But things have changed. Bernie has won the Democratic primary in nine of the last ten states that have voted. The gap between his delegate count and the number needed to win the nomination is closing with every state that votes.
He is catching up.
And with a couple of key victories in the next few weeks, he will win.
But that’s not a guarantee. For him to win the democratic nomination, and then the presidency, it’s going to take all of us who believe in him learning the issues, telling our friends, and spreading the message. It’s going to take us engaging with our friends and family on both sides of the aisle to talk about why this is the right decision. We need to explain why voting in this election season isn’t a messy chore — it’s an incredible opportunity.
This year has given us a circus mess of unqualified, uninformed political candidates.
And somehow, in the middle of all that garbage, there’s a diamond.
That’s honestly how I feel. I’m not just voting for Bernie; I’m thrilled to vote for Bernie. I will do anything I can to help get his message out. A few weeks ago, I stood in line for four hours at a rally for his campaign — that’s the photo above. Thousands of people in a single line, hoping to catch a glimpse of him.
It was too crowded; I didn’t get in. I didn’t care. I was happy to be there, happy so many people were there with me. Against all odds, his message is spreading, faster and faster every day.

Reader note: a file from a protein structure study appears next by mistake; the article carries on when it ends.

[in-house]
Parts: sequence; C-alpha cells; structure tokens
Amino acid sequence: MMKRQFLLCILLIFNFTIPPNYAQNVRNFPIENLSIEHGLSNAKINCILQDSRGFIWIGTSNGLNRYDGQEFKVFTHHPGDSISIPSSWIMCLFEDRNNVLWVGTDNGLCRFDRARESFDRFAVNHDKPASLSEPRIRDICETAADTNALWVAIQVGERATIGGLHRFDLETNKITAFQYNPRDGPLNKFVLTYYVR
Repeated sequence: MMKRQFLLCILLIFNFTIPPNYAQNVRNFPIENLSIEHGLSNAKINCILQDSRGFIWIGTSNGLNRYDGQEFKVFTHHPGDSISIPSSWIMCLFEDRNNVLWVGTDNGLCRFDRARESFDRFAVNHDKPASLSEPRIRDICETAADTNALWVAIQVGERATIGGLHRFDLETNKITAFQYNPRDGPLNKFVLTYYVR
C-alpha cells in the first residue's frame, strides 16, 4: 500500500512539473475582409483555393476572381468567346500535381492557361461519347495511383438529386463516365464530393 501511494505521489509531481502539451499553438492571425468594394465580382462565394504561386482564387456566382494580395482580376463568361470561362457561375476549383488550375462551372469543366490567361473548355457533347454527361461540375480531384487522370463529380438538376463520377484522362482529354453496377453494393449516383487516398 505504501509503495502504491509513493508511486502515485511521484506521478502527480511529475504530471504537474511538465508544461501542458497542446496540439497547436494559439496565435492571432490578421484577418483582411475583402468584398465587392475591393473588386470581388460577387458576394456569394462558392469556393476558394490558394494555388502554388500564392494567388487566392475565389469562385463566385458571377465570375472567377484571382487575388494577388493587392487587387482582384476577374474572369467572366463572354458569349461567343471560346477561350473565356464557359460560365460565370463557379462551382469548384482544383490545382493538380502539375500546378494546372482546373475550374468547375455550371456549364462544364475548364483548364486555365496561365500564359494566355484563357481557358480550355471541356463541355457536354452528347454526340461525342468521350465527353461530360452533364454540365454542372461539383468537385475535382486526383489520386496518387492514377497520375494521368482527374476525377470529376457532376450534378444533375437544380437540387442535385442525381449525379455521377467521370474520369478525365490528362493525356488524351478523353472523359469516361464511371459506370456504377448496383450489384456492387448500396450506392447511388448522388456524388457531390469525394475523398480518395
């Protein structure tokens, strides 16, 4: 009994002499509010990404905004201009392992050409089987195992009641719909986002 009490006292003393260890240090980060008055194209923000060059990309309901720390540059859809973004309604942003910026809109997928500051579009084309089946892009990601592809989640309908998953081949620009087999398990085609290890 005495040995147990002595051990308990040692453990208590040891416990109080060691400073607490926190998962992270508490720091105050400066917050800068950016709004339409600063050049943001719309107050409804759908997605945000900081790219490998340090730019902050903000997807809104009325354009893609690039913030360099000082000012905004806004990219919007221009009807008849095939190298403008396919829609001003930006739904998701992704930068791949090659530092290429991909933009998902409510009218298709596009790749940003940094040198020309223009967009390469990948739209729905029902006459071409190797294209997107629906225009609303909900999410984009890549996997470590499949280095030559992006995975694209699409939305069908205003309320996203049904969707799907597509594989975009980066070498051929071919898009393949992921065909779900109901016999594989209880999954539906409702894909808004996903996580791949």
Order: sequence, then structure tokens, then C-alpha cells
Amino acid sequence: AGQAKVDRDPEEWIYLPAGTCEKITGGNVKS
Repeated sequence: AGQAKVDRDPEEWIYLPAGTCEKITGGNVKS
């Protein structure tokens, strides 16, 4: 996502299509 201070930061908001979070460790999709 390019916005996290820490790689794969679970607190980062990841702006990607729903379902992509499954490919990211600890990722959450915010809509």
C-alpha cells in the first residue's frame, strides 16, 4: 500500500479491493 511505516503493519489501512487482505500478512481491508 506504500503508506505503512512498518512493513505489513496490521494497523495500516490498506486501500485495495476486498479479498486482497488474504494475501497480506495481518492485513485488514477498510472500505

And yes, some days it feels like an uphill battle. Some days, it feels like moving a mountain, one grain of sand at a time. But that’s how it’s got to get done.
I know this blog has a strong readership in New York and California, two huge states with upcoming primaries. If you’re eligible to vote in either of those states, please take a few minutes to familiarize yourself with the candidates and please, please, please vote. There is literally nothing more important you can do this year than exercise your right to vote carefully, wisely, and for the right person.
I’ve told you who I think that person is.
Now go decide for yourself.
March 31st, 2016
When I started this site almost a decade ago (some of you may remember!), it wasn’t to write about clothes or makeup. Or motherhood. Or my career, or politics, or my thoughts, or about life in general. I started this blog with a very specific purpose: to keep track of the recipes I made as I was learning to cook.